I talk about my mom a lot on this blog, and if that makes you crazy, I'm sorry but I'm not. She's just a really spectacular lady and for all of our failures and fights, I could not have been any more blessed. As a queer person, I'm blessed that my mother (well, parents) love me (and Em) unconditionally. As a daughter, I've been blessed to have a mother that told me that getting dirty was just as important as knowing how to cook, and when I bristled at always having to wash the dishes as a tweenager, she didn't hesitate at all before she swapped my chores with my brother's and sent me into the backyard to mow the lawn. And as someone who aspires to be a homemaker, she inspires me to never stop moving and working, as she managed twice the workload of the average homemaker while working a full time plus job for close to 40 years.
As a teenager, I wasn't really interested in learning how to cook, but I remember the distinct moment when it became something I was intensely driven to do. I was an au pair in Switzerland and I was terribly homesick, and I decided that the best way to overcome this was to share the flavors and tastes of my childhood with the kids I was nannying. My mom e-mailed me recipes regularly, and has done so since then. I e-mailed her the other day because a work associate needed a great recipe for frosting, for example. My mom's incredibly organized, so I can count on her to have the recipe saved somewhere on her computer and it's just a quick copy and paste to send it my way.
A few years ago, though, she decided to turn my persistent requests for family recipes into a memory by using her burgeoning scrapbooking skills to make me a family cookbook. What could've been a rather rudimentary project turned into a family treasure that rendered me speechless and sobbing on Christmas morning when I unwrapped it. My mom took an old book, tore out the center, and proceeded to sew in new pages which she decorated with handmade and pre-made stickers and embellishments to match the recipe card she included on the page. The recipe cards were typed, including the family member responsible for the recipe and the date it was created, all finished off with a sweet twist of ribbon at the top. She used a festive, vintage-y pots and pans fabric to cover the book and accented it with cute ribbons and bows for decoration and function. She tried to include at least one recipe for every family member; the recipe was either their own creation...the turkey stuffing in the picture is from my great-grandma Marsh, she included my dad's favorite baked beans...or something that reminds me of a family member, like my cousin's favorite Christmas cookies. Finally, she included a sweet message at the end of the book reminding me of the importance of family, of shared recipes and heritage, and how we are always and eternally connected through these things no matter which direction the wind sends us.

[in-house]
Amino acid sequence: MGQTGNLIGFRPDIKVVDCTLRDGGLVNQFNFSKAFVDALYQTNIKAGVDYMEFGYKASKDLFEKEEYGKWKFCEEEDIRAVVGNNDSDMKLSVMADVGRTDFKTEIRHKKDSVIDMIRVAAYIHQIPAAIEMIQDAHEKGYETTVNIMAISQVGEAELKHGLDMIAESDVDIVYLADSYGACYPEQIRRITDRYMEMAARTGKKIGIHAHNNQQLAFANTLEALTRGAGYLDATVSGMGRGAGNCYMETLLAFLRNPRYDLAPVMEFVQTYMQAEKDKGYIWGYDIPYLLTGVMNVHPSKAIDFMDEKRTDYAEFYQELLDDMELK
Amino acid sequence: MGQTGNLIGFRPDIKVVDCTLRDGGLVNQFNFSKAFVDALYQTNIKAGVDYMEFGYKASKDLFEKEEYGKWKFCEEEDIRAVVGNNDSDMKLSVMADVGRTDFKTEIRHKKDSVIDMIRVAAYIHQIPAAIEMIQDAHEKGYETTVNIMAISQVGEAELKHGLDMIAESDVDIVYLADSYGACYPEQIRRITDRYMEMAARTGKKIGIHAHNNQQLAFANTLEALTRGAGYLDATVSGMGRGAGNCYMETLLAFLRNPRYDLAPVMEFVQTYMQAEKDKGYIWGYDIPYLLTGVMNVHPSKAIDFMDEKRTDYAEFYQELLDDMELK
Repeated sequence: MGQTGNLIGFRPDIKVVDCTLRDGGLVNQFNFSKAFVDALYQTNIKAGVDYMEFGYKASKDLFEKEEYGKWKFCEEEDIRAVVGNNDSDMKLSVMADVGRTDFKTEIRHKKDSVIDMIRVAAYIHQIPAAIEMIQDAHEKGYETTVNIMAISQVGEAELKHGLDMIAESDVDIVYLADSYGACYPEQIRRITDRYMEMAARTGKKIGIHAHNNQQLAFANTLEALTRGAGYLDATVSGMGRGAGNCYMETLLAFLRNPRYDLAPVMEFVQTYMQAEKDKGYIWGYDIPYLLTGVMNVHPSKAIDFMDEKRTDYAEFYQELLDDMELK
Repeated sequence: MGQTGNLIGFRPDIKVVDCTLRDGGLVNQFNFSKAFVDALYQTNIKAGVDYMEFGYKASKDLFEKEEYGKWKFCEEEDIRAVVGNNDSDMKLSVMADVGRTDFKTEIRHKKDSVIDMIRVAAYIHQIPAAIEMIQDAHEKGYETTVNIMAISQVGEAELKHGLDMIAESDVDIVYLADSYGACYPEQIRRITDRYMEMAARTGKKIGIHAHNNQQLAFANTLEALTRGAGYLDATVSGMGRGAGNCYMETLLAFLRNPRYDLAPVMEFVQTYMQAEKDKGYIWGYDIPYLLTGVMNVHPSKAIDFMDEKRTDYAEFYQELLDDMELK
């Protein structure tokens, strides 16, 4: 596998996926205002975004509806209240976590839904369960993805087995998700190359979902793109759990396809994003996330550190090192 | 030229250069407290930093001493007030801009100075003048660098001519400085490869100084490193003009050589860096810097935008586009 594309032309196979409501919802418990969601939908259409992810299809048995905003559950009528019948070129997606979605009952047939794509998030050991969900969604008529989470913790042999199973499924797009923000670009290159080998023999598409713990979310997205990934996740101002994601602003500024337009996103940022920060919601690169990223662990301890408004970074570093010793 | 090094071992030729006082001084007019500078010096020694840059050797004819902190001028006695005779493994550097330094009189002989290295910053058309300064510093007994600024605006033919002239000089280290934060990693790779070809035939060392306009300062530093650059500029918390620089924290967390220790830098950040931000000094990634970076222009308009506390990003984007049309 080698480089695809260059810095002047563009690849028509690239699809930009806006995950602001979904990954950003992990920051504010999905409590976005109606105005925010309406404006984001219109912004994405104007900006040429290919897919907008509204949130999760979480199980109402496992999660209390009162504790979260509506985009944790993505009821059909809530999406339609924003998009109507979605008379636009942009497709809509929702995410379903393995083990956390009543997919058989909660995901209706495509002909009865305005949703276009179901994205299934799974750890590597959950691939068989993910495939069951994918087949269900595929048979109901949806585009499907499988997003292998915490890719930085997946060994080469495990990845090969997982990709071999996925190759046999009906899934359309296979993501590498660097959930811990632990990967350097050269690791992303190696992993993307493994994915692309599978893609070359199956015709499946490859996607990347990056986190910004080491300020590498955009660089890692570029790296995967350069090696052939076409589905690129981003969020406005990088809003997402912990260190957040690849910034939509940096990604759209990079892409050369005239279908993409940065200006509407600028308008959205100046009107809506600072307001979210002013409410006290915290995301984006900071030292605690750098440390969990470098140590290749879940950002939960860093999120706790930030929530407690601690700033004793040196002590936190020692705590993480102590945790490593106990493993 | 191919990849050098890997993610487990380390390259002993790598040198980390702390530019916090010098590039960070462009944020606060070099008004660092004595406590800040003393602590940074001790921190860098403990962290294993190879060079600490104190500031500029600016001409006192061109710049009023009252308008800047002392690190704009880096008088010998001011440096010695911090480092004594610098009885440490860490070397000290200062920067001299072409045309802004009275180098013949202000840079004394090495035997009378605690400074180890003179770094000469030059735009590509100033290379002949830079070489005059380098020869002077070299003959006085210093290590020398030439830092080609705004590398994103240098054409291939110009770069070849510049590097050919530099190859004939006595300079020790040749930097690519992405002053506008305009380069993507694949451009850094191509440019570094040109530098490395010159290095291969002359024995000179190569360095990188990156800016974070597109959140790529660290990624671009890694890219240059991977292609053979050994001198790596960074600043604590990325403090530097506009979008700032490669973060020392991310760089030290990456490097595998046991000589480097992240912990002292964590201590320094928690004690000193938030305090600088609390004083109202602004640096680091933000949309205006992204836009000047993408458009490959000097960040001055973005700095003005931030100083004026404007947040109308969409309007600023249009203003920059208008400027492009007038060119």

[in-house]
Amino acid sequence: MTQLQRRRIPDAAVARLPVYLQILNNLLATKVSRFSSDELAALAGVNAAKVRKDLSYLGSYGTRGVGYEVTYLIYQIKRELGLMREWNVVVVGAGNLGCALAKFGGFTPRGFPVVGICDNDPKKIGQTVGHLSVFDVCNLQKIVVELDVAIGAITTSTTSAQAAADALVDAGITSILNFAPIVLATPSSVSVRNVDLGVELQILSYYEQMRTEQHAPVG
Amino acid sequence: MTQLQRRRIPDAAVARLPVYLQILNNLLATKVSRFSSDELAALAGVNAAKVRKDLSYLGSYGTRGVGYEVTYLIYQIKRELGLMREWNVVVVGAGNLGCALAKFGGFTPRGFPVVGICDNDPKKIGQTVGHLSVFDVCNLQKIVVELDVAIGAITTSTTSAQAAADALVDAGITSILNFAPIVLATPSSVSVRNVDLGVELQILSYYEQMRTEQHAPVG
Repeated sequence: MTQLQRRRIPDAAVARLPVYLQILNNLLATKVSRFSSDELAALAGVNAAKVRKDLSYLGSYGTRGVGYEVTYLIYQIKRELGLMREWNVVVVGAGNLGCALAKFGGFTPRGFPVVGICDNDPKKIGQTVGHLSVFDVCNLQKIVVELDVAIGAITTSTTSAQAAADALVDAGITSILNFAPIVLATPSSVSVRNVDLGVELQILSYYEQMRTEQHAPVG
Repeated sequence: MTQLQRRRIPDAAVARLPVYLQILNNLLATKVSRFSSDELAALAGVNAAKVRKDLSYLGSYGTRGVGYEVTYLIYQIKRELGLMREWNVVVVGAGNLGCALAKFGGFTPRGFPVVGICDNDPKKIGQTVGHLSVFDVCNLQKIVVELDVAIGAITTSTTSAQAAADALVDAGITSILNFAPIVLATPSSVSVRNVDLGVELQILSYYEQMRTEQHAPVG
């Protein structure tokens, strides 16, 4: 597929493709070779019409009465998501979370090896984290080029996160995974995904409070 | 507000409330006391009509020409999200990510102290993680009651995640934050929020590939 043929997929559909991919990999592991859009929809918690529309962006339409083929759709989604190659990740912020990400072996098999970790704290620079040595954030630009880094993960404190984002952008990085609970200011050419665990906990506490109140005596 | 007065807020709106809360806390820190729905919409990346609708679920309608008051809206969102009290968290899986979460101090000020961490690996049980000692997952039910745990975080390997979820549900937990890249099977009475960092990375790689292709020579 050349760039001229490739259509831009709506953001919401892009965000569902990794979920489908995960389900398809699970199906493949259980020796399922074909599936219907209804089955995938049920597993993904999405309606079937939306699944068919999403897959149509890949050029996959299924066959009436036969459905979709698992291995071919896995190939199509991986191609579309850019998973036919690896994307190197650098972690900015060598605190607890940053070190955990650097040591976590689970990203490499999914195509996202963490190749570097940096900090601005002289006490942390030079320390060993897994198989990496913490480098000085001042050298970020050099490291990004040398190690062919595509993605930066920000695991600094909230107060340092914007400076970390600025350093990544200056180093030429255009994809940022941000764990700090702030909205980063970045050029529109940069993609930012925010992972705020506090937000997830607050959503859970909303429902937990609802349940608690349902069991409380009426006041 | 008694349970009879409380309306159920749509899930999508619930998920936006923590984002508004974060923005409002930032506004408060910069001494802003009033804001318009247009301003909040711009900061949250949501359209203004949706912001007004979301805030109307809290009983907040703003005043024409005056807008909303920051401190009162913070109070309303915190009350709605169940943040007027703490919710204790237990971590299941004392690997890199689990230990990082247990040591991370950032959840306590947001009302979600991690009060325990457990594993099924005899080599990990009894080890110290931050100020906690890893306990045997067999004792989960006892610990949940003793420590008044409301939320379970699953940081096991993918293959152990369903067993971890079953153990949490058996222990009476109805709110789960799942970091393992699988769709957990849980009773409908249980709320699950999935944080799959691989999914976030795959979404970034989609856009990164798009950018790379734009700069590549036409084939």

I'm featuring this for Recipe Tuesday to remind you, and me, that some of the best recipes are not the ones you find buried deep in online recipe websites or in the cookbooks of famous chefs and cooks. The tastiest recipes are more often than not right under your nose, in the fibers and veins of your heritage, and something you can easily access with a little bit of creativity and coordination. I've started to collect recipe cards, vintage and brand new, to give to friends and family as gifts so that we can all chronicle the recipes that are deeply special to our interactions with the people we love. Food is what sustains us, and honoring it with a lovely family heirloom like my scrapbook, or including it in a letter to a long distance friend, is a fantastic way to keep our hearts and tummies full.